Last night at The Practice our community was masterfully led in a concert of Lament & Hope by our dear friends The Brilliance.
I don’t want to sound hyperbolic, but I am genuinely amazed that this experience got to happen in the context of church. I may be overstating my own experiences, but growing up in the church, I have always wrestled with a glass half empty vs. glass half full mentality when it comes to worship. Most of my experiences of worship have focused (and I believe rightly so) on the glass half full – offering up thanksgiving, praise, and joy to God for who He is, what He has done for us, and how we are changed as a result of the beautiful exchange that took place through Christ Jesus.
And don’t get me wrong, I desire and long to spend the majority of my headspace and my heartspace dwelling on the hope we have received and look forward to in Christ. But there have been other times in my faith; low times, depressed times, disenfranchised times – in which my head and my heart haven’t been willing to go there, or more importantly, haven’t been able to fake being there. In those times, I so badly wanted to be in communion with God, to wrestle with Him, to speak my fears, concerns, and pain to Him – but I was never sure if I could talk to God about the glass half empty that I saw. I was afraid that these periods of doubt, sadness, and confusion excluded me from relationship with God, that they had no place in the church, and the saddest thing about this, is that the one I wanted to lay it all before was God. My glass half empty wasn’t a declaration of apostasy – it was an ache for deeper intimacy with my Maker.
So to experience a concert of lament and hope within the walls of our chapel – was a beautiful, and profoundly redemptive experience for me. The Brilliance are in some ways, a modern liturgical marvel, writing a stunning soundtrack to lyrics expressing protest, pain, and sorrow all in the spirit of lament.
Our refrain throughout the evening was simple and haunting,
Oh my, my soul, it cries
Oh my, my soul, it cries out Soul, it cries out
Soul, it cries, it cries out
Woven throughout this refrain were readings from Psalm 88, songs of lament & hope (you can listen through their album for more), and eventually two stories of lament from our dear friends Sam Ogles, and Joan Kelley.
I am deeply grateful for both Sam and Joan in my life, for the deep and sincere faith they live out with authenticity in both the joy and the pain. Sam poetically shared his story of lament over an anxiety disorder that claimed much of his childhood and now claims his sister at times – Joan courageously and beautifully shared the ways in which her family has creatively lamented the death of her teenage son Will due to cancer. I listened to their bold yet tender stories of lament, and I felt at home, I felt known in their sharing, and I felt like I knew them – through the pain we allowed to share space with us that evening.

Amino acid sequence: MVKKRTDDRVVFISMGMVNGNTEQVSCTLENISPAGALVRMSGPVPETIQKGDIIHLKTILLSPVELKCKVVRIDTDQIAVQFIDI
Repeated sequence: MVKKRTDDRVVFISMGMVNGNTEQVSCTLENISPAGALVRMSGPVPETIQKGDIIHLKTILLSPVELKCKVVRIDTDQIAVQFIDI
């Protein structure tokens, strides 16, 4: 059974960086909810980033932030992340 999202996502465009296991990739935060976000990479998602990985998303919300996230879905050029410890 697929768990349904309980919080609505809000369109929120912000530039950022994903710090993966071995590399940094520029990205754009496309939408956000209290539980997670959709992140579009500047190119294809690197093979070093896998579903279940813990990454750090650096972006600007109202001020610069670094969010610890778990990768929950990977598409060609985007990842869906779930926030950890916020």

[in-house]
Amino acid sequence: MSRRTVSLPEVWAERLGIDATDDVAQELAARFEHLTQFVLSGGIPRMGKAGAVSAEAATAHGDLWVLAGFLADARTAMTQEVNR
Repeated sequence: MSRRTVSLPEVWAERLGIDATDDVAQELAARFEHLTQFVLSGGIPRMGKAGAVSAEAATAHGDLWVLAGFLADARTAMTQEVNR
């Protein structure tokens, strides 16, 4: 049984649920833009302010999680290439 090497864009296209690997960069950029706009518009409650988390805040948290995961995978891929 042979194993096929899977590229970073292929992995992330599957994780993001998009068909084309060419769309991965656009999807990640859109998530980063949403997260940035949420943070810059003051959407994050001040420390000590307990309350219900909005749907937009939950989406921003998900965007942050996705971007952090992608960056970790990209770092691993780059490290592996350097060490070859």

From these stories we moved into prayers for the world that protested the ways in which we have contributed to systemic problems of race, gun violence, pollution and inactivity in the church that keeps us from loving one another – it was a powerful and sobering time of prayer that reminded us all that we are part of the problem.
Our evening then culminated around the table, where our Lord was broken and poured out in love for us. As we turned out from the table, our songs turned from lament to hope – and in this way, the whole story was told. A glass half empty – a glass half full, being made even fuller through the work of Christ in and through us. One of the songs we sang, See the Love, embodied my heart with so much hope and joy, these words meant so much in light of the journey we took together –
Learn to feel,
Learn to begin again Open our eyes again
To see our brothers pain
I hope they see it Cause I wanna see it I hope we believe it
I wanna see the love
All around you all around you
I wanna know I wanna know
that love Is all around you its all around See how it lights you up.
I hope that each of you were sent out in this spirit, desiring to see God’s love all around you and the world we were sent back into.
As we close this chapter on lament in lent, I am truly blessed to have journeyed this path with each of you. It is a rare and precious experience to grieve and cry and hope together in the same space, bearing one another burdens in the healing name of Christ.
May you carry lament with you as a tool for the days in which your cup is half empty, and in so doing, may we all find through Christ a cup that is overflowing with love, grace and peace.
Jenna & The Practice Team